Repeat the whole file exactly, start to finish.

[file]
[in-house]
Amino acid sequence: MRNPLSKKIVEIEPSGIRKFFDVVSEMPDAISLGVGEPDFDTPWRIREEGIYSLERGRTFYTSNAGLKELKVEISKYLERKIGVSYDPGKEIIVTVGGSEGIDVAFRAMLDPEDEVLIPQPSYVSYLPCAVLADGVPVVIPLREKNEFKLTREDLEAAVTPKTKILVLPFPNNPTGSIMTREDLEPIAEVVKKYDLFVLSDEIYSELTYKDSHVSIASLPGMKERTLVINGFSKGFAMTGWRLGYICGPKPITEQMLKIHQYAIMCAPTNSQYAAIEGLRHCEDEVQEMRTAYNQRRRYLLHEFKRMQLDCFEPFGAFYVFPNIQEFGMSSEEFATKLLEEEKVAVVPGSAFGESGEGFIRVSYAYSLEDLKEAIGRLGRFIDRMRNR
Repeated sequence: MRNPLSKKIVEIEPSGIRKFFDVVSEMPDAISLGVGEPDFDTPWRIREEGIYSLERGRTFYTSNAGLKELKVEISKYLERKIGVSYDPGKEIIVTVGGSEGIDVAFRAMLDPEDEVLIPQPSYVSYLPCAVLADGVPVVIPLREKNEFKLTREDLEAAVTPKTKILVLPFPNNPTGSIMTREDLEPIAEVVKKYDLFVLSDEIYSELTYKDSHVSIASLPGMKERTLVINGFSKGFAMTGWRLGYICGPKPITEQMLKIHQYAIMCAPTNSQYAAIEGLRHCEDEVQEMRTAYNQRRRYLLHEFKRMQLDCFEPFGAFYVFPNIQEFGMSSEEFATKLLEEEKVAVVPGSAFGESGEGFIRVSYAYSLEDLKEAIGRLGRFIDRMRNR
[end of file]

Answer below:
[in-house]
Amino acid sequence: MRNPLSKKIVEIEPSGIRKFFDVVSEMPDAISLGVGEPDFDTPWRIREEGIYSLERGRTFYTSNAGLKELKVEISKYLERKIGVSYDPGKEIIVTVGGSEGIDVAFRAMLDPEDEVLIPQPSYVSYLPCAVLADGVPVVIPLREKNEFKLTREDLEAAVTPKTKILVLPFPNNPTGSIMTREDLEPIAEVVKKYDLFVLSDEIYSELTYKDSHVSIASLPGMKERTLVINGFSKGFAMTGWRLGYICGPKPITEQMLKIHQYAIMCAPTNSQYAAIEGLRHCEDEVQEMRTAYNQRRRYLLHEFKRMQLDCFEPFGAFYVFPNIQEFGMSSEEFATKLLEEEKVAVVPGSAFGESGEGFIRVSYAYSLEDLKEAIGRLGRFIDRMRNR
Repeated sequence: MRNPLSKKIVEIEPSGIRKFFDVVSEMPDAISLGVGEPDFDTPWRIREEGIYSLERGRTFYTSNAGLKELKVEISKYLERKIGVSYDPGKEIIVTVGGSEGIDVAFRAMLDPEDEVLIPQPSYVSYLPCAVLADGVPVVIPLREKNEFKLTREDLEAAVTPKTKILVLPFPNNPTGSIMTREDLEPIAEVVKKYDLFVLSDEIYSELTYKDSHVSIASLPGMKERTLVINGFSKGFAMTGWRLGYICGPKPITEQMLKIHQYAIMCAPTNSQYAAIEGLRHCEDEVQEMRTAYNQRRRYLLHEFKRMQLDCFEPFGAFYVFPNIQEFGMSSEEFATKLLEEEKVAVVPGSAFGESGEGFIRVSYAYSLEDLKEAIGRLGRFIDRMRNR